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You've asked for it, and now it is here: the Fuzzy Sets add-on for NeuroShell Trader Professional and DayTrader Professional.
Fuzzy logic was invented by L.A. Zadeh and further popularized by Bart Kosko. Fuzzy logic is not some theoretical idea that has yet to catch on. By 1990 the Japanese had over 100 real fuzzy control applications and products. The city of Sendai in Japan has controlled its subway with fuzzy logic since 1988. General Motors’ highly successful Saturn applies fuzzy logic for automatic transmission shift control. Duke University engineers have shown that intentionally imprecise rules of thinking can help hotel computers sell the right room to the right customer at the right time, thus boosting income.
Ward Systems Group introduced what we believe was the first commercial trading software to allow users to describe price movements with fuzzy logic statements (the Fuzzy Pattern Recognizer add-on). A user could essentially give NeuroShell instructions such as:
“Find patterns where the price rose, then dropped, then dropped sharply, then rose sharply.”
The new Fuzzy Sets add-on is somewhat different in that it allows users to describe a combination of values of traditional indicators with fuzzy logic. With Fuzzy Sets the user can instruct NeuroShell with functions equivalent to fuzzy statements like:
“Buy when the Stochastic %K indicator is very high, and the Commodity Channel Index is high, and the spread between two moving averages is low.”
Contrast that with the typical trading utilization of an indicator is to make decisions based upon rules like whether that indicator (let’s say the Stochastic %K) is above or below some threshold. For example:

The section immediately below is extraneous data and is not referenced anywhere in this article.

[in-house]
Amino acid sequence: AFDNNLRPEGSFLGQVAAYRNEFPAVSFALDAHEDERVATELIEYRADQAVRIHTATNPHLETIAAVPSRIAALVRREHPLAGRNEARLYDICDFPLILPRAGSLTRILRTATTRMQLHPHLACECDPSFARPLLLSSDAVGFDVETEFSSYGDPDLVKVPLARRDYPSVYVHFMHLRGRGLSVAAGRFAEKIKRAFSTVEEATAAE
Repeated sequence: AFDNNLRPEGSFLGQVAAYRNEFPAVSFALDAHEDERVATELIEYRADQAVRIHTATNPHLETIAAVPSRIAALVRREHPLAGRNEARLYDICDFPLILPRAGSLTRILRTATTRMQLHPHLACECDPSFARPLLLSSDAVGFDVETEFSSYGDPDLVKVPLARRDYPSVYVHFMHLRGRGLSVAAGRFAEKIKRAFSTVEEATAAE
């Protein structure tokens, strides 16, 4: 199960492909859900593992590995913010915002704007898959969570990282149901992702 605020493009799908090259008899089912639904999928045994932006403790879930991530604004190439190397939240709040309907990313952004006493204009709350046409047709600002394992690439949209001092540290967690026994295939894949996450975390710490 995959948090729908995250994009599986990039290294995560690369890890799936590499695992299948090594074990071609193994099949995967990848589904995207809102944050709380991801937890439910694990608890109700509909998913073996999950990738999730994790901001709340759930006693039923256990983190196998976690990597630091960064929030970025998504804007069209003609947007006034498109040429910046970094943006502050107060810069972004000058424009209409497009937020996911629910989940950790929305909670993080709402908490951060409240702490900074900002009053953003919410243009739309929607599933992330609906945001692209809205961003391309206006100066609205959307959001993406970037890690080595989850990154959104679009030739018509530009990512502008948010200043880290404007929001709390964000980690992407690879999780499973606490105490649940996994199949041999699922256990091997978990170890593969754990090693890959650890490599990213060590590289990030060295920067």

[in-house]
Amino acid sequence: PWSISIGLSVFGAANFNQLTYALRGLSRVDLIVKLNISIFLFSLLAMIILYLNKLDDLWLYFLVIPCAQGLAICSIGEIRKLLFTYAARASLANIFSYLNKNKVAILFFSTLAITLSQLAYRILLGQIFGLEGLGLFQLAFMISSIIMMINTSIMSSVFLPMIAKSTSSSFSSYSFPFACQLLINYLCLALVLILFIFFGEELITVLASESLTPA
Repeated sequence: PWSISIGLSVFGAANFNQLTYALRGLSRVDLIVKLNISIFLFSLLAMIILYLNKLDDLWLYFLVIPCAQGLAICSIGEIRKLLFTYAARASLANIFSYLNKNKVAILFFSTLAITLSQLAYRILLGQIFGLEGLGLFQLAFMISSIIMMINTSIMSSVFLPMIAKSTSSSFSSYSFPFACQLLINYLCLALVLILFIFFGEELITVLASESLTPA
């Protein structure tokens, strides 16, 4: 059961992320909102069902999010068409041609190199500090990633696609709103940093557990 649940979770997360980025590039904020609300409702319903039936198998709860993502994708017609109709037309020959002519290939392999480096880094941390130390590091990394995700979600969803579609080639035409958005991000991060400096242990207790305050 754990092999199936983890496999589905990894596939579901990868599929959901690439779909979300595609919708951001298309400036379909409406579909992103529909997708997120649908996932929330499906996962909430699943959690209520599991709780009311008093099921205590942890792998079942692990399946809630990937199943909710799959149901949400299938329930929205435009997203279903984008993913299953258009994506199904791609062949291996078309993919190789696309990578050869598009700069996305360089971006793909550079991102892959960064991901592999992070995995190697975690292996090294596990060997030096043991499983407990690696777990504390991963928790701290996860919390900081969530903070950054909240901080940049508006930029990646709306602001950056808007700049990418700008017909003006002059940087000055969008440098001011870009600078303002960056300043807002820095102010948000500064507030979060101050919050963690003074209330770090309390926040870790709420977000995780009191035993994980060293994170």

Buy when the STOCH%K > 70 and sell when the STOCH%K < 40
Those 2 rules above are sometimes called “crisp” rules, because they “break off” suddenly. In the last rule above, you are buying when the STOCH%K is 70 but not when it is 69. A human might still give consideration to buying when the STOCH%K reached 69, or even at a level of 65, although he would not consider it as strong as a buy as when STOCH%K = 70. In fact, a human would probably consider STOCH%K=80 to be a much stronger buy signal than STOCH%K=70.
Fuzzy rules are a little different than crisp rules in that they do not break off suddenly. Let's consider the following example, where we will use the STOCH%K again. Suppose we have decided that STOCH%K can be considered to be in one of 5 categories or “fuzzy sets”:
Then we could create “fuzzy” rules such as one of these two:
Buy when STOCH%K is high and sell when STOCH%K is very low. Buy when STOCH%K is very high and sell when STOCH%K is medium.
- very low
- very high
Actually the Fuzzy Sets add-on does not really use fuzzy words like low, very high, etc.
For one thing, instead of just 5 fuzzy sets (very low, low, medium, high, and very high) you can have 10 or 20 or
even more if you like. So instead of words, we use 1 for the lowest, 2 for the next lowest, etc. on up to the highest
Of course, most people will have no idea what fuzzy set you should be looking for in order to buy or sell, so that's
where the NeuroShell optimizer comes in. The optimizer will decide the total number of fuzzy sets, and which set
you should have for a long entry, long exit, short entry, and short exit.
Our Fuzzy Sets indicators can be used in Trading Strategies as well as neural nets. We have some that do a Fuzzy-AND
of up to 10 fuzzy indicators, and other that do a Fuzzy-OR of up to 10 fuzzy indicators.